That the joy and innocence and wonder find again those whose goals have become to terrorize our world, and that their lives are rewound to their infancy or childhood where they found security and happiness from their mother’s touch, where they played and sang and laughed, felt hope and playfulness and always, love, never hate, and ensure their lives go in a direction where they are not corrupted by evil and violence in the name of religion or culture or race or Holy Wars.
And while you are using your magic to rewind lives to do-overs, give that gift to ensure the addicted do not take the first drink, hit, snort, or shoot up and if it’s too late, that we embrace them in their pain and trauma and treat them for their sickness and not their criminality.
And finally, before you return to a forward motion, rewind the cycles of child abuse that impact too many, so that innocence is preserved and the cycle is no more.
That the world understands perversity and molestation, rape and pedophilia are not acts that remain isolated to one time and that those afflicted with the desire to harm and hurt and behave towards others only to satisfy themselves cannot be rehabilitated and should not be released back into our communities.
That the rich embrace giving, benevolence, and value relationships over acquisitions and simplicity over excess.
That people understand we are all the same no matter what color we are, no matter what our vocation is, whether we wear blue collars, white collars, or no collars, whether we have a home or not, whether we are fat or thin, disfigured or beautiful, and it doesn’t matter what gender we are, what gender we choose to be, who we choose to love, or, who we choose to worship, all that matters is we all practice the Golden Rule and hold that as most precious in defining how we live.
That Bibles are not thumped and every scripture or sacred text is not used to promote intolerance and hate.
That everyone finds something to have faith in, and even atheists feel the possibilities of the eternal, and sceptics and agnostics hear the music of ‘Silent Night’ or ‘Alleluia’ know there is something greater for them to rely on.
That we understand all animals are sentient beings, who have intrinsic value in their existence, life and beauty, and that they feel hurt, they love, they grieve, they feel sadness, fear, and joy, and they don’t want to fight nor should they be made to for sport and money. They do not want their babies to be taken away or to be butchered nor should they experience the terror of a kill floor or the trauma of abuse.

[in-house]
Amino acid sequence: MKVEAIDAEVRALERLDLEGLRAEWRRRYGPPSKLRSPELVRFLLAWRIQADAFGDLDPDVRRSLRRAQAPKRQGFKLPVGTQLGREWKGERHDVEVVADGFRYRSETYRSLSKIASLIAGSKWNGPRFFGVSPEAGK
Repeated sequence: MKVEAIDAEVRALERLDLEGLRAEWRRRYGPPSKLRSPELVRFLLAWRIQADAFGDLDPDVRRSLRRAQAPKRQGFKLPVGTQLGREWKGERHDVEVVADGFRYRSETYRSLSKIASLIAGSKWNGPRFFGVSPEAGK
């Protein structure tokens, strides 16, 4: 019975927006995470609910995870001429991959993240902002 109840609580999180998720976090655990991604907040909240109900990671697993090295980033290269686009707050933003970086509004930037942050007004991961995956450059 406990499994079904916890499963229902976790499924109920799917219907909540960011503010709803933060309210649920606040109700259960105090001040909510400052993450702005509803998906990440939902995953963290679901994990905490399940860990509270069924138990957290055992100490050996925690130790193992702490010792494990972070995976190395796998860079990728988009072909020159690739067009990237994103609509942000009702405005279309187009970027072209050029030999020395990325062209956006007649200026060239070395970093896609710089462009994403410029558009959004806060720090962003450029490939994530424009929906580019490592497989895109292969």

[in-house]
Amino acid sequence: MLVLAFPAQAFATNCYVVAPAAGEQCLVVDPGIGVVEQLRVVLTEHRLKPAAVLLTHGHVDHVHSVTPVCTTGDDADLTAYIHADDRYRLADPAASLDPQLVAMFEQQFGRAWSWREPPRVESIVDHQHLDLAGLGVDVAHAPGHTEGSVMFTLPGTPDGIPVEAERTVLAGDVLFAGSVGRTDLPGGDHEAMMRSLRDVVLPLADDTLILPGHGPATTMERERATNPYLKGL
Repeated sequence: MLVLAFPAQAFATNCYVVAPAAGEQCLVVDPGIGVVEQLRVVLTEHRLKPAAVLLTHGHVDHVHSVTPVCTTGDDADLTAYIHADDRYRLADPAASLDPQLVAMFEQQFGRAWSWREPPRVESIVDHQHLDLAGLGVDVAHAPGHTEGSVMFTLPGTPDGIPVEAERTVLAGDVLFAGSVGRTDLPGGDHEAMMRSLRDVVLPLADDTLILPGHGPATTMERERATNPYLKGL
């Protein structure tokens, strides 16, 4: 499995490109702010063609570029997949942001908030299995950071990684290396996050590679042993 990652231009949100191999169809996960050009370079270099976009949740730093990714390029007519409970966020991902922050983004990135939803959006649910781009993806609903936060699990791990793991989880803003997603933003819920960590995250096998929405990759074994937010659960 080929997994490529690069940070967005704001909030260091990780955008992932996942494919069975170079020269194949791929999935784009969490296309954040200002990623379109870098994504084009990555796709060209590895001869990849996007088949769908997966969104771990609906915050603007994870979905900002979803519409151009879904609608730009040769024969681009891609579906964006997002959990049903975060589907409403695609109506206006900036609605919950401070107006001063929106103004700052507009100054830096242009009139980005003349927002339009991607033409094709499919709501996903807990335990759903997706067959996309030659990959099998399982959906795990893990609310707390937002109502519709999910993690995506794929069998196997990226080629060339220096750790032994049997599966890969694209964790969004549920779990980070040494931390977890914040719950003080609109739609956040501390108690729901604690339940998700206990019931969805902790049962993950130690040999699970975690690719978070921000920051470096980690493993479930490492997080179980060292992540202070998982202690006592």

That minimum wage doesn’t mean minimum respect.
That we know, we believe, that when we talk to our loved ones in Heaven, they hear us.
That we take the politics out of leadership, the worship away from celebrities, and the sides out of marriage and those vows, our covenants to one another are cherished and remembered especially when life together gets difficult. And if they must be broken, that is done with dignity, sacrifice and respect.
That every person has four walls and a roof to call their own and if not , we who do help them get theirs without delay.
That every person has access to clean water, nutrition, and medicine.
That we all practice forgiveness.
That veterans are honoured at all times and we strive to send no one in their place.
That sons and daughters honour their mothers and fathers and hold sacred their family unit, the one they came from, and that they try on the shoes walked in by their parents, and are humble for it. That people realize estrangement breaks hearts and crushes souls and the collateral damage robs children of their heritage. Love and forgiveness trumps hate and grudges, every time.
That fathers be fathers mothers be mothers and both know your children need each one of you and remember, in times of conflict, the love that brought you together and created those who depend on your love and care.
That in the middle of the ‘I need’s’, ‘I want’s’, ‘Can I have’s’ are little boys washed ashore, dead, when all they were looking for was the life most of us have. That there are no borders for those little boys nor should there ever be.
That we live our lives free of road rage, bullying, pettiness, violence, gossip, back stabbing, avarice, ego, and replace those with compassion and empathy.
That we understand laughter is the best medicine.
That we protect our air, trees and water.
That we have faith in humanity, in human potential, and most of all, in the power of our imaginations.

And finally, for my Christian friends, many of us have lost the miracle of the birth of a baby boy in Bethlehem amid the crowded store aisles, in the tinsel and wrapping paper, in the baking and decorating, and we forget that it all started in a tiny little town, and the simple cries of a newborn baby, in a manger, in a stable, with our Messiah. And He brought some miracles to us from the Kingdom of God.

That we all have hope and courage despite the evil in the world and good will come one day, hope for redemption, justice and true happiness.

Please Santa, if you can grant these wishes, we can skip the rest and be grateful for it.

Signed: Sian Thomson on behalf of all the mothers who worry for our children and their future.

December 2015